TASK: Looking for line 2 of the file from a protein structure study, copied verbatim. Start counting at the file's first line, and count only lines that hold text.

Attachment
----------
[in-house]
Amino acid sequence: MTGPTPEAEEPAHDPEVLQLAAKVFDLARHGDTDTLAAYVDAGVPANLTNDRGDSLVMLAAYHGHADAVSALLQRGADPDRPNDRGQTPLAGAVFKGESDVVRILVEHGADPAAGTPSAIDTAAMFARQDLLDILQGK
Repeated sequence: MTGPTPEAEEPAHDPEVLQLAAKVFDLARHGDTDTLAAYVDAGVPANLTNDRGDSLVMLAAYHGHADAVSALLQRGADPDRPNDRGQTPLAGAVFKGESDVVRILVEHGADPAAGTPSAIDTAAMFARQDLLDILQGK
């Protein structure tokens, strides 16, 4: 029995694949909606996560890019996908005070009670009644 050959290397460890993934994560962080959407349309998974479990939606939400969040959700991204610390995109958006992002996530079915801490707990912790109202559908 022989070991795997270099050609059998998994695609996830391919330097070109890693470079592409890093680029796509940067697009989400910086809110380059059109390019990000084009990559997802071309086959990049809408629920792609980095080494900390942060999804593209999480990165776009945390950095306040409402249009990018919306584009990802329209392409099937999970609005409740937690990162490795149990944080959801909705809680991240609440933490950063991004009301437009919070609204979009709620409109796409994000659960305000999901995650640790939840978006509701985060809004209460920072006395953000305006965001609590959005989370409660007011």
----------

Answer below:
Amino acid sequence: MTGPTPEAEEPAHDPEVLQLAAKVFDLARHGDTDTLAAYVDAGVPANLTNDRGDSLVMLAAYHGHADAVSALLQRGADPDRPNDRGQTPLAGAVFKGESDVVRILVEHGADPAAGTPSAIDTAAMFARQDLLDILQGK